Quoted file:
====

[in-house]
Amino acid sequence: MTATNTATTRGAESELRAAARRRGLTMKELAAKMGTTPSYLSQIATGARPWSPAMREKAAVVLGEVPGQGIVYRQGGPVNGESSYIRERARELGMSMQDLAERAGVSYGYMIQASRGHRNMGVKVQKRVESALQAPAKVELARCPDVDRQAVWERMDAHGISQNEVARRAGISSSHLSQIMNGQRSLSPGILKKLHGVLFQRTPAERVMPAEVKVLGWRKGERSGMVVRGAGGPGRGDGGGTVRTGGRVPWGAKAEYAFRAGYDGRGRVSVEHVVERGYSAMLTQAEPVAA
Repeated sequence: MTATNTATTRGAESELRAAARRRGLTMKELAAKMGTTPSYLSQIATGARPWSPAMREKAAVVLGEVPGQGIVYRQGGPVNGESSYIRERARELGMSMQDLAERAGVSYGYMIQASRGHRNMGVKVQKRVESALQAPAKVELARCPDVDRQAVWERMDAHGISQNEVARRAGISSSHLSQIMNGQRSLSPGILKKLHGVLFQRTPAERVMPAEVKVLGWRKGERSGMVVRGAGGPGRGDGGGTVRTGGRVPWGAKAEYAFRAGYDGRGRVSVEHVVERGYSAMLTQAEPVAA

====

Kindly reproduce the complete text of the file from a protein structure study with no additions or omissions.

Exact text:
[in-house]
Amino acid sequence: MTATNTATTRGAESELRAAARRRGLTMKELAAKMGTTPSYLSQIATGARPWSPAMREKAAVVLGEVPGQGIVYRQGGPVNGESSYIRERARELGMSMQDLAERAGVSYGYMIQASRGHRNMGVKVQKRVESALQAPAKVELARCPDVDRQAVWERMDAHGISQNEVARRAGISSSHLSQIMNGQRSLSPGILKKLHGVLFQRTPAERVMPAEVKVLGWRKGERSGMVVRGAGGPGRGDGGGTVRTGGRVPWGAKAEYAFRAGYDGRGRVSVEHVVERGYSAMLTQAEPVAA
Repeated sequence: MTATNTATTRGAESELRAAARRRGLTMKELAAKMGTTPSYLSQIATGARPWSPAMREKAAVVLGEVPGQGIVYRQGGPVNGESSYIRERARELGMSMQDLAERAGVSYGYMIQASRGHRNMGVKVQKRVESALQAPAKVELARCPDVDRQAVWERMDAHGISQNEVARRAGISSSHLSQIMNGQRSLSPGILKKLHGVLFQRTPAERVMPAEVKVLGWRKGERSGMVVRGAGGPGRGDGGGTVRTGGRVPWGAKAEYAFRAGYDGRGRVSVEHVVERGYSAMLTQAEPVAA